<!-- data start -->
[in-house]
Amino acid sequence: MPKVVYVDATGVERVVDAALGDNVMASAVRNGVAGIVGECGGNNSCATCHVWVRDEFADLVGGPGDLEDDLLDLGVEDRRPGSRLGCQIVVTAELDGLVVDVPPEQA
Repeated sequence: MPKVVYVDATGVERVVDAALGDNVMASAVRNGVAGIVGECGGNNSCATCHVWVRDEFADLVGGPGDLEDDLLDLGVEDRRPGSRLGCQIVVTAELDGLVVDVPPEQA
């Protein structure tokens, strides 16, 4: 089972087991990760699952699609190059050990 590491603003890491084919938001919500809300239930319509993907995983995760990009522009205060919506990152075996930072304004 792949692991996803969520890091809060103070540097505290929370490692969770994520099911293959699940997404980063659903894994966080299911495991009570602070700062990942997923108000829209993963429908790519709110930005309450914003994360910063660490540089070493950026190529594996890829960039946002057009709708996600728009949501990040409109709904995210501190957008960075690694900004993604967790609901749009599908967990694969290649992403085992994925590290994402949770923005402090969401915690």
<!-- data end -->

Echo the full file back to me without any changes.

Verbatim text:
[in-house]
Amino acid sequence: MPKVVYVDATGVERVVDAALGDNVMASAVRNGVAGIVGECGGNNSCATCHVWVRDEFADLVGGPGDLEDDLLDLGVEDRRPGSRLGCQIVVTAELDGLVVDVPPEQA
Repeated sequence: MPKVVYVDATGVERVVDAALGDNVMASAVRNGVAGIVGECGGNNSCATCHVWVRDEFADLVGGPGDLEDDLLDLGVEDRRPGSRLGCQIVVTAELDGLVVDVPPEQA
């Protein structure tokens, strides 16, 4: 089972087991990760699952699609190059050990 590491603003890491084919938001919500809300239930319509993907995983995760990009522009205060919506990152075996930072304004 792949692991996803969520890091809060103070540097505290929370490692969770994520099911293959699940997404980063659903894994966080299911495991009570602070700062990942997923108000829209993963429908790519709110930005309450914003994360910063660490540089070493950026190529594996890829960039946002057009709708996600728009949501990040409109709904995210501190957008960075690694900004993604967790609901749009599908967990694969290649992403085992994925590290994402949770923005402090969401915690």